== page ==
Erhard Aichinger (JKU Linz, Austria), The degree as a measure of complexity of functions on a universal algebra

Tue, 16 Feb 2021, 1 pm MST

The degree of a function $f$ between two abelian groups has been defined as the smallest natural number $d$ such that $f$ vanishes after $d+1$ applications of any of the difference operators $\Delta_a$ defined by $\Delta_a * f \,\, (x) = f(x+a) - f(x)$. Functions of finite degree have also been called generalized polynomials or solutions to Fréchet's functional equations. A pivotal result by A. Leibman (2002) is that $\mathrm{deg} (f \circ g) \le \mathrm{deg}(f) \cdot\mathrm{deg} (g)$. We show how results on the degree can be used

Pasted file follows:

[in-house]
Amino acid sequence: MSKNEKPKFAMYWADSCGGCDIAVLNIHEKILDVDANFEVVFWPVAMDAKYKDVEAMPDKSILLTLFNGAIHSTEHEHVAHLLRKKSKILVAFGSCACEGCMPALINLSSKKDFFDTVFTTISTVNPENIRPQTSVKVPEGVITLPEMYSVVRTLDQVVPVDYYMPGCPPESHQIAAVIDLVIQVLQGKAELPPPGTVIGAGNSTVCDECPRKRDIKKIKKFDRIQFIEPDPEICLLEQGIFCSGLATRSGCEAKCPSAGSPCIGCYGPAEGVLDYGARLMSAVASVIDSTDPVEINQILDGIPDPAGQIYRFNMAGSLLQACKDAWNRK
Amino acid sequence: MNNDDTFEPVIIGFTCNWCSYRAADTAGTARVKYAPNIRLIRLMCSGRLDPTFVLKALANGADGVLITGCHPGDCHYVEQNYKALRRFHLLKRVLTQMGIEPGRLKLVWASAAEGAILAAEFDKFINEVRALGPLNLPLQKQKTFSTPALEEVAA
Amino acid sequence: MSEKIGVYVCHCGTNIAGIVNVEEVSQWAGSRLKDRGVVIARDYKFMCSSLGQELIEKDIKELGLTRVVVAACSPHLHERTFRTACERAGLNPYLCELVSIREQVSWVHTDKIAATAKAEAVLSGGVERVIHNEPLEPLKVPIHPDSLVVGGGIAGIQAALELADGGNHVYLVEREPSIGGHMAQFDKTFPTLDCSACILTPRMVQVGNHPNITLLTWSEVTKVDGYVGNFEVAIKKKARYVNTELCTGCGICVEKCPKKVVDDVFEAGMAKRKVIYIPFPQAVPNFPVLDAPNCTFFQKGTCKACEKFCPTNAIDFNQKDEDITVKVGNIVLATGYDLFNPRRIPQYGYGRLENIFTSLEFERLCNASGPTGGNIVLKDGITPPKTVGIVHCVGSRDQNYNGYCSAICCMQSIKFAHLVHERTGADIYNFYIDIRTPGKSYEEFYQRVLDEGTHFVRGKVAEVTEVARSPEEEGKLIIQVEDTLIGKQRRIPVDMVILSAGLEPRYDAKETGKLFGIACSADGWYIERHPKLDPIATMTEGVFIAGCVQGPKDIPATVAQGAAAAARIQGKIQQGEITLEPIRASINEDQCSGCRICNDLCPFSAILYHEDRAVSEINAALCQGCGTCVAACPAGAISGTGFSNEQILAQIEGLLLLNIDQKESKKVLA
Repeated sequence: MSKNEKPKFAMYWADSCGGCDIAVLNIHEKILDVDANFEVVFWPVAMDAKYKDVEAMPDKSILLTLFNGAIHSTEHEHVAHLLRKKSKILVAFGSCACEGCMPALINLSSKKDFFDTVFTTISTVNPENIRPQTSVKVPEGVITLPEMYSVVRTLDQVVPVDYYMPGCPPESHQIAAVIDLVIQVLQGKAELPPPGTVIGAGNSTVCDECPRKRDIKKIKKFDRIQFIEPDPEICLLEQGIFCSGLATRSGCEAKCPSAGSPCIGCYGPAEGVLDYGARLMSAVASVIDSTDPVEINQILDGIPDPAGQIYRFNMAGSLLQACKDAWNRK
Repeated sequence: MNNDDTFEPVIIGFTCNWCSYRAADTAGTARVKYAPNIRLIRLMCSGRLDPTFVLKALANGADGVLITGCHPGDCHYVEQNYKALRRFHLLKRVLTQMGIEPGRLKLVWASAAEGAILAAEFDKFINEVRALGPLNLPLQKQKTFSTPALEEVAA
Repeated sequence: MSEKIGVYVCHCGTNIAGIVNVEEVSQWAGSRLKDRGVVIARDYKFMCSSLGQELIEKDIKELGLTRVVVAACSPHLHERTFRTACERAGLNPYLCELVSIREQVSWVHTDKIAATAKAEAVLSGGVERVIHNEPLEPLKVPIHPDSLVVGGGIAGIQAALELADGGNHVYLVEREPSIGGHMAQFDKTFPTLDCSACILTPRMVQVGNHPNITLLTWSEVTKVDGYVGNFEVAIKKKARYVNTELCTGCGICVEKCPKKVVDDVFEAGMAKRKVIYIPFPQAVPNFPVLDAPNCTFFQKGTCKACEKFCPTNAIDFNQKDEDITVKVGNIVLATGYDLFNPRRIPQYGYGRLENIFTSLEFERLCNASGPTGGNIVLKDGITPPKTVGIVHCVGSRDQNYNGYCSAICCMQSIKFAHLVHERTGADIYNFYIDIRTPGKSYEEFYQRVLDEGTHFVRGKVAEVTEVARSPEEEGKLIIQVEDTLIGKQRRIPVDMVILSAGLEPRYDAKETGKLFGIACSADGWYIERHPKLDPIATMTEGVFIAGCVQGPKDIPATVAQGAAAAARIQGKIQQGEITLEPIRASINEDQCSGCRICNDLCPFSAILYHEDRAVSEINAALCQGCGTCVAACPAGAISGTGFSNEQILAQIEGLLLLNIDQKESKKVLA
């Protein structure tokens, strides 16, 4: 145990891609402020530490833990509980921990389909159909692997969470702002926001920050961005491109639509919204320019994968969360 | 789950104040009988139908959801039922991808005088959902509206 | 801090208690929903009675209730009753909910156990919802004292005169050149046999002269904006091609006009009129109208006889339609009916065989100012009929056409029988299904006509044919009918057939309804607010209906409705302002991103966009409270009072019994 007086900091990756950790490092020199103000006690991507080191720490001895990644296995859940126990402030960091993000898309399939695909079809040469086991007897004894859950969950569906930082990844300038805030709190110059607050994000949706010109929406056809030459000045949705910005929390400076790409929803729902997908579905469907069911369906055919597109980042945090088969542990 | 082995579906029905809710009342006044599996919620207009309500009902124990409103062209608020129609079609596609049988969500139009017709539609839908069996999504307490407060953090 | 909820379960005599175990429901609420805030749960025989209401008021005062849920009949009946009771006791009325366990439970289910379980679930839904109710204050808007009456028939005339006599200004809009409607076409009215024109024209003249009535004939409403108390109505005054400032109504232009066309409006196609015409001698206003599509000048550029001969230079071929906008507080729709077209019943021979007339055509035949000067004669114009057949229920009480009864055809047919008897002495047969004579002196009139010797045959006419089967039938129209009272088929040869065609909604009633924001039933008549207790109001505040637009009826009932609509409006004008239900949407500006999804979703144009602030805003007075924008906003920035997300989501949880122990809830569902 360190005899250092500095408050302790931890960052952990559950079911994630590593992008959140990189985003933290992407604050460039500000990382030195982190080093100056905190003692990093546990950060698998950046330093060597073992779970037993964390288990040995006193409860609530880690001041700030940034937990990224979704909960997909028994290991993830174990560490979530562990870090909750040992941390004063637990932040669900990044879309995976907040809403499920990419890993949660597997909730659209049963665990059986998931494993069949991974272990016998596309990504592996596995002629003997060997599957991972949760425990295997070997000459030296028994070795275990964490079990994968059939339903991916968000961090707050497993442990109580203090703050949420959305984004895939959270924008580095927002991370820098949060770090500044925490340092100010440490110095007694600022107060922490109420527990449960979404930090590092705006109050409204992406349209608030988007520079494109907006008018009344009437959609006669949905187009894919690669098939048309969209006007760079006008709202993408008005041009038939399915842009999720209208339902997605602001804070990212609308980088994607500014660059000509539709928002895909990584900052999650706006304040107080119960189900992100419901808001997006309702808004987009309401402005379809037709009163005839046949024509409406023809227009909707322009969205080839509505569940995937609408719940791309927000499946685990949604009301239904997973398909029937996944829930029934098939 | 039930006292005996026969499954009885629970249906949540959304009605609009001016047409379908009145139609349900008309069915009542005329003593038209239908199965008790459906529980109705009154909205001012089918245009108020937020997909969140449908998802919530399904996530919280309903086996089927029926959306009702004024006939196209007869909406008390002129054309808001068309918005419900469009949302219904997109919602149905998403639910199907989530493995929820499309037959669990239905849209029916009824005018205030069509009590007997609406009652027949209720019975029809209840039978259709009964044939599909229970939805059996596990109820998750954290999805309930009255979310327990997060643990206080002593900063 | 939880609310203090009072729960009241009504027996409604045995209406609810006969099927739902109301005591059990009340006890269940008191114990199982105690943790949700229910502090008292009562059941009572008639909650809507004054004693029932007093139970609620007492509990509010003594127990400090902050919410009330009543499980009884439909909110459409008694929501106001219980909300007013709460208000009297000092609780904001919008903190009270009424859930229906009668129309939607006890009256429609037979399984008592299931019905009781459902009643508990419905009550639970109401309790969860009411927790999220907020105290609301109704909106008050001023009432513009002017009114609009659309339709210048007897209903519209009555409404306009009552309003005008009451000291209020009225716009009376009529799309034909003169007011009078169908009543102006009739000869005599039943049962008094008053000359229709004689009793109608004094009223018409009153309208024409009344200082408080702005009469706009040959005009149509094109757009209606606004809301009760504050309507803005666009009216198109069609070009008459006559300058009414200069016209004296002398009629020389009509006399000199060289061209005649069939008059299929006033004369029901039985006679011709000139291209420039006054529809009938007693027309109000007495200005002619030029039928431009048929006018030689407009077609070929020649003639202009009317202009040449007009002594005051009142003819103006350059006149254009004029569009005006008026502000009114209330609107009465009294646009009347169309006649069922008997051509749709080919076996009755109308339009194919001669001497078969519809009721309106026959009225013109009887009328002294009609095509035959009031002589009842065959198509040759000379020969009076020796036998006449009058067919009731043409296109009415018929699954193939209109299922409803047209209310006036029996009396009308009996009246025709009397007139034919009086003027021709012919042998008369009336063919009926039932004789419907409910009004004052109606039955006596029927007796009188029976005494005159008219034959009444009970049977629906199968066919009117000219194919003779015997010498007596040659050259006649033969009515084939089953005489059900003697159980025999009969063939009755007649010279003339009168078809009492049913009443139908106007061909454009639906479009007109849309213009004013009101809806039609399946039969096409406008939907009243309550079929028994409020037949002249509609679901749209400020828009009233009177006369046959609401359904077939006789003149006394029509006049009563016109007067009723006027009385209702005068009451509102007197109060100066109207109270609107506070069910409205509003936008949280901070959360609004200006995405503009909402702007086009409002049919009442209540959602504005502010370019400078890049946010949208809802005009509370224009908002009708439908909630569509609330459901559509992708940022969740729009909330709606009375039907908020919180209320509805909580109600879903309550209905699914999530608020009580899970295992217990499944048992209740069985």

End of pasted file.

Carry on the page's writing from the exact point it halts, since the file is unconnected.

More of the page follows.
• to get lower bounds on the number of solutions of equations, and
• to connect nilpotency and supernilpotency.
This leads to generalizations of the Chevalley-Warning Theorems to abelian groups, a group version of the Ax-Katz Theorem on the number of zeros of polynomial functions, and a computable $f$ such that all finite $k$-nilpotent algebras of prime power order in congruence modular varieties are $f(k,.)$-supernilpotent.

[slides] [video]